How large a part are banks prepared to play to mitigate economic collapse resulting from the COVID-19 crisis? Because really, no matter what individuals and governments do to help each other, all roads lead to their doorstep. Premier John Horgan said as much this week and appealed to the banks to help landlords as he announced a freeze on evictions and financial help for renters who have been laid off.
April 1 is fast approaching and in Vancouver, where rents are high and many people live cheque to cheque, anxiety is mounting. Mr. Horgan says his office has received 17,000 e-mails from panicked renters out of work. Even with an eviction moratorium, tenants will be reluctant to stiff landlords for fear they’ll be evicted when the ban lifts. On top of the $500-a-household rental assistance from the province, there is $2,000 a month available from the federal government to help those laid off or unable to work because of COVID-19. But it won’t arrive by month’s end, which means on April 1, some people in Vancouver will have to decide whether to spend what money they have on food or rent.
Of course, landlords large and small are in trouble, too, because without the rent, many will not be able to meet their mortgage payments. Canada’s six largest banks announced this week they will defer mortgage payments for up to six months, but it appears they are still charging interest. That means if and when things ever return to normal, everyone’s payments will be larger.
I hope as our financial institutions craft their final bail-out packages, they will adopt the same generosity of spirit being shown by Vancouverites. Because here’s what’s going on at a micro level. On March 15, having read the tea leaves on the COVID-19 escalation in Canada, my husband and I sent our tenant, a chef, the following note. “The city may be shut down tomorrow. Possibly restaurants will have to close. If that happens, we will not be charging rent until they reopen. There is much to worry about, but you don’t have to worry about that.”
I write this not to brag about being a good person – I score lower on the generosity scale than many. My husband and I are doing this because in our lifetimes we have never witnessed an economic upheaval of this magnitude. We are supremely lucky and can afford to forgo the rent. And we are not alone.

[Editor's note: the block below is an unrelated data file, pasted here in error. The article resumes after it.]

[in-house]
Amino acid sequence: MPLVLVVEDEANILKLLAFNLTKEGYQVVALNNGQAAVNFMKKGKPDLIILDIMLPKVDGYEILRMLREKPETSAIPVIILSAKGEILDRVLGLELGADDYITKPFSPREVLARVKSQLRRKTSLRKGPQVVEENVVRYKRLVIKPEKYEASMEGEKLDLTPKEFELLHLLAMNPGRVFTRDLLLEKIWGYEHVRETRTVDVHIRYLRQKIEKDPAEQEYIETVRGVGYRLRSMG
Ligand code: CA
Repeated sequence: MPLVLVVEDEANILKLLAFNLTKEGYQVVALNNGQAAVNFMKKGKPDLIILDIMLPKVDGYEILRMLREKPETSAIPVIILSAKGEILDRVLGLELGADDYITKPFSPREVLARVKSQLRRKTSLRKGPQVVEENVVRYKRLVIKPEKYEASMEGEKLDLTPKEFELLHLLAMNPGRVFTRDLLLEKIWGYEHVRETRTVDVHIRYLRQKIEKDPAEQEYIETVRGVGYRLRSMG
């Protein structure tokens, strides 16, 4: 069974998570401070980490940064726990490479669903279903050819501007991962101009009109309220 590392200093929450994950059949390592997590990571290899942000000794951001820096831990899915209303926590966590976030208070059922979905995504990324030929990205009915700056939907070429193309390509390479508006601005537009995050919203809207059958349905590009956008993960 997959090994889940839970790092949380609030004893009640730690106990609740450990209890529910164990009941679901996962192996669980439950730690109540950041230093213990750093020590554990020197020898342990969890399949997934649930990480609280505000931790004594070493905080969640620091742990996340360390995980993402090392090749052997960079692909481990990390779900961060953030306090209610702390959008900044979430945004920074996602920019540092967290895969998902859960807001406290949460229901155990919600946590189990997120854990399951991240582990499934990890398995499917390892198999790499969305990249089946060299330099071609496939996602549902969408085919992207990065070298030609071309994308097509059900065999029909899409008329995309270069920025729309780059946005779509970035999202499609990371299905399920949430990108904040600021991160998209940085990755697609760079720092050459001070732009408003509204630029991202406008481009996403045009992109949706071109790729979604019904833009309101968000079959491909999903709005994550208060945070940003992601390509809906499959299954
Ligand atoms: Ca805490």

My neighbour a few doors down owns a building on Main Street that she leases to a small business, now closed. She, too, has forgiven her tenant’s lease payments for the duration of the crisis. Nikolas Badminton, a futuristic speaker whose engagements have mostly been cancelled, has given his Chinatown tenants a $1,000-a-month break even though he and his partner in Toronto carry a mortgage on their own home.
Ruth Chuang and Corey Jones, two generous, community-minded realtors, gave Juke Fried Chicken $1,000 to pay for meals for the first health-care workers to place a takeout order. They’re encouraging others to choose a restaurant and do likewise; a gesture of thanks for the selflessness of those caring for our ill and support for a beloved local small business.
I have scores of additional friends and colleagues who are continuing to pay for child care, elder care and housecleaning services they may not receive for months. They are doing it to help people who perform services they value.
There are many other people in Vancouver who can’t afford to extend financial help to others but are going out of their way to be kind. As I walked my dog around Trout Lake this week, I saw hand-drawn signs posted on the trees. Each had a message. Words such as “Hope. Believe. Love.” And then there is the 7 p.m. pot-banging ritual, which began in the West End and spread citywide as a show of gratitude for health-care workers coming off shift. It draws a tear.
To the banks I would say: During a pandemic, nothing can lift the spirits of someone who feels they might lose their home or didn’t have one in the first place. This is a time for generosity from us all.
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